In 1995, the Panthers traded the No. 1 overall pick and took quarterback Kerry Collins fifth overall instead. In 2011, Carolina chose quarterback Cam Newton with the No. 1 overall selection.
Having the No. 1 overall pick in the NFL Draft is a blessing, to be sure, but a team almost has to be cursed to get it.
And every general manager in the league knows it can be a curse that will haunt a franchise for years if they get it wrong.
In their 20 years of existence, the Panthers have owned the No. 1 overall choice twice. The first time was in 1995, when, as an expansion franchise, they - after much deliberation - traded it.
The Panthers also owned it in 2011 and used it that time, taking quarterback Cam Newton. Carolina also would have had the No. 1 pick in 2002 if not for the arrival of another expansion team, the Houston Texans, who chose first and drafted quarterback David Carr. Carolina selected second and took defensive end Julius Peppers.
Marty Hurney, the Panthers' general manager from 2002-2012, admitted there is plenty of outside pressure to make sure you get it right when you have such a high pick, knowing that if you don't "it can set your organization back years."
But Hurney, like Bill Polian before him and Dave Gettleman after, knows the most important factor in getting such a pick right is to have a solid talent evaluation process in place and then simply having the faith to trust what comes of that.
"Honestly, I've never understood the idea of pressure, particularly in regard to high draft choices," said Polian, Carolina's general manager for the team's first three drafts. "You know you've done your homework. You've done all the work and you've made your decision based on very, very fine and appropriate parameters. And you've involved everybody from the coaching staff to the scouts to the medical team. As (former Panthers director of player personnel) Dom Anile used to say, 'You make the decision based on all that and don't look back.'
"So I never really felt any pressure. We trusted our process."
That included 1998, Polian's first draft as president of the Indianapolis Colts after leaving the Panthers. As hard as it may be to believe now, there was intense, league-wide debate over which quarterback was the better pro prospect - Peyton Manning from Tennessee or Ryan Leaf from Washington State.
Polian chose Manning, who has gone on to become one of the most prolific passers in NFL history. As he prepares to enter his 18th NFL season, Manning, now with Denver after leading Indianapolis to two Super Bowls, has passed for nearly 70,000 yards and a record 530 touchdowns.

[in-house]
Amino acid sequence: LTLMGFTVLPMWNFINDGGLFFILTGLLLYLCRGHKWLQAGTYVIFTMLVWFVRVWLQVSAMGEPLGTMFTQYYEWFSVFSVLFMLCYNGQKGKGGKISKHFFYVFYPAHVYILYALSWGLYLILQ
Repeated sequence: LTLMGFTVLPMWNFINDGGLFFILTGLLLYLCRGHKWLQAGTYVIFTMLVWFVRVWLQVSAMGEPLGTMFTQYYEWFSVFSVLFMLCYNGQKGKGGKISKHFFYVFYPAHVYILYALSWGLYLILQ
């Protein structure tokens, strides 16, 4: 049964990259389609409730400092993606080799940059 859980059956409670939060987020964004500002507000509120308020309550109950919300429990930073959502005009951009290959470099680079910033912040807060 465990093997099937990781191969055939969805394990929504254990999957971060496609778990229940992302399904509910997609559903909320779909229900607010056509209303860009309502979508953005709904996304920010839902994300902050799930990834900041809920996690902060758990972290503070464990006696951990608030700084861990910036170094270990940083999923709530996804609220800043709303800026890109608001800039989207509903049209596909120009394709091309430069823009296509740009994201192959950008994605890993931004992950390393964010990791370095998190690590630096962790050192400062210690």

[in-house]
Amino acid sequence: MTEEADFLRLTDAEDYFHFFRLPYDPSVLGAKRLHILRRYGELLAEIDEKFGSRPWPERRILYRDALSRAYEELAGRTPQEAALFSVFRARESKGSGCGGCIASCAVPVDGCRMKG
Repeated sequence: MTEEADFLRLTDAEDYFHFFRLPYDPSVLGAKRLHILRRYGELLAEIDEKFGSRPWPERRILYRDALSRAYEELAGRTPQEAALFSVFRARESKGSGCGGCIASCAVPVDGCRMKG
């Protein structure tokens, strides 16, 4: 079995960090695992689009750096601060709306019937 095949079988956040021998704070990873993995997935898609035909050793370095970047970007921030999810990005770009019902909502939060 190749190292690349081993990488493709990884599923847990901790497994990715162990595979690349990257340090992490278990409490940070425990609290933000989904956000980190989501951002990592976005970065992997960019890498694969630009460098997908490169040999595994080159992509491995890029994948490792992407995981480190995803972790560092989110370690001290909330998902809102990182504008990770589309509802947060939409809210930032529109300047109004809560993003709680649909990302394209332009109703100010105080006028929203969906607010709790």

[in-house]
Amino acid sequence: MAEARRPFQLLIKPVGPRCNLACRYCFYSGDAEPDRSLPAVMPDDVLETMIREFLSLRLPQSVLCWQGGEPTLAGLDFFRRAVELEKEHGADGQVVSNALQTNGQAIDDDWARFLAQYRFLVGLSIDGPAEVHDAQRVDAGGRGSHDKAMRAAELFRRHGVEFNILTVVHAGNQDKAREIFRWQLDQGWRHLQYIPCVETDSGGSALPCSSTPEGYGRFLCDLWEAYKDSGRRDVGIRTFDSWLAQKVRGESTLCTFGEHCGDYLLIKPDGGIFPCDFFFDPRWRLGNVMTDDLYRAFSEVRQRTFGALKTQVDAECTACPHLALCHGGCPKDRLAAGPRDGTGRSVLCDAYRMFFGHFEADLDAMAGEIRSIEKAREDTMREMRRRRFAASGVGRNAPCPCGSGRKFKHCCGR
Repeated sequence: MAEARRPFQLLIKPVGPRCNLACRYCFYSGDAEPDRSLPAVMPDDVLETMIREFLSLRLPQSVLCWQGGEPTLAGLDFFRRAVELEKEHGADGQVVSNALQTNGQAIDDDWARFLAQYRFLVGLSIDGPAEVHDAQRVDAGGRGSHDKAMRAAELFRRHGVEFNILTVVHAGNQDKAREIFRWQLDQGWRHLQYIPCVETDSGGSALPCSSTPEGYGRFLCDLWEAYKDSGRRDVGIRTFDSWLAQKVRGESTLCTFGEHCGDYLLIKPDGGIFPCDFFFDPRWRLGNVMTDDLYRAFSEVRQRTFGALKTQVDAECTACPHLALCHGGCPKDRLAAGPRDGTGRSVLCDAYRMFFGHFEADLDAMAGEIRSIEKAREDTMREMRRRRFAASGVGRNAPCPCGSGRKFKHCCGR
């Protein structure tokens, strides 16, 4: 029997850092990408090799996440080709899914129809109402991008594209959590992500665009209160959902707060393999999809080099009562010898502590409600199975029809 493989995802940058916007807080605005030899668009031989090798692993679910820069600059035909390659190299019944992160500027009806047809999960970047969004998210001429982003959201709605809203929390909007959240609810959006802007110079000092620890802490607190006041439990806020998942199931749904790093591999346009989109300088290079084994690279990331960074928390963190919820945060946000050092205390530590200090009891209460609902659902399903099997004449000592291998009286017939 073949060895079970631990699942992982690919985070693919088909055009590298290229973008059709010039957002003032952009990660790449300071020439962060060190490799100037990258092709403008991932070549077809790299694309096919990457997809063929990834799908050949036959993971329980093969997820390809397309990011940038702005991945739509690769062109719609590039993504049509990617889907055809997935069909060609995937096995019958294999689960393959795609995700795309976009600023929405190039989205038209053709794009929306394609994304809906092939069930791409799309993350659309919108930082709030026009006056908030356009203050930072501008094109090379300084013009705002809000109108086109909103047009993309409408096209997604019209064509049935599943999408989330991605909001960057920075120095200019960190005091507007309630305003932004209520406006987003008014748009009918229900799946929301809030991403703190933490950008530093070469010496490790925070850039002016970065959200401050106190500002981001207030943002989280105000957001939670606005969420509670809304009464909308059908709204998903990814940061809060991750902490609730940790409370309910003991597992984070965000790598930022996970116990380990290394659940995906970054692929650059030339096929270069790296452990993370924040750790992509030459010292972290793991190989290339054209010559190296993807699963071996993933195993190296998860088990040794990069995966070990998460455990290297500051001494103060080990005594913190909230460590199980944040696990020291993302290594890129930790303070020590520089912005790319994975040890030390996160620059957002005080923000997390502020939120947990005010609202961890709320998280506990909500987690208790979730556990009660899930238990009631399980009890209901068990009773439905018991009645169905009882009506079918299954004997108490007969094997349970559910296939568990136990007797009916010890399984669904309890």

The San Diego Chargers, picking second, took Leaf. He went on to play just three seasons with the Chargers and one with the Dallas Cowboys, compiling a 4-17 record as a starting quarterback and finishing his brief NFL career with 14 touchdown passes and 36 interceptions.
"No, it wasn't difficult taking Peyton. But everybody has amnesia now," Polian said of his 1998 decision and the Manning-Leaf pre-draft debate.
Polian also was in charge of the Panthers' very first draft when they owned the first pick and traded it to Cincinnati in exchange for the fifth overall selection in the first round and a second-round choice (36th overall). Carolina parlayed those picks into quarterback Kerry Collins in the first round and defensive end Shawn King in the second round. Even though Collins was the second quarterback taken in the draft behind Steve McNair, who went to the Houston Oilers with the third pick, Polian said the Panthers had Collins rated higher.
The consensus in Carolina's war room on draft day that year was that they could trade the first overall pick, still get Collins and acquire another valuable pick. Polian said that Mike McCormack, then the team's president, constantly reminded everyone in the organization that they needed to build with a top-notch quarterback.
"Mike reminded me many times that he played on some great (Cleveland Browns) teams that had the greatest running back arguably of all time, Jim Brown, and they didn't win enough championships because they didn't have a quarterback," Polian said.
Like Polian many years before him, Hurney entered the 2011 draft believing the Panthers likely needed to use the treasured first pick on a quarterback. He said the team's focus quickly centered on Newton, who had just led Auburn to the national championship.
"When we started - and I've said this over and over again - we had to go through the top players and the top quarterbacks in the league, because when you're (picking) No. 1, you're likely there because you don't have a definitive answer at quarterback," Hurney said.
"So we went through all the quarterbacks. The first time we put Cam on tape and went through two or three games, it was very obvious very early that he had a lot of traits of your franchise quarterback. He had the 'it' factor. He threw the ball accurately. He had athletic ability, but he always looked down field. He wasn't a guy who pulled it down and looked to run first."
The key for Hurney was to evaluate Newton as thoroughly as possible through the system the team had in place and then to simply trust the process and the decision it produced.
"The more we got to know him - and we did an extensive investigation on him - the more we liked him. It became very apparent that he was the guy we should take with the first pick," Hurney said.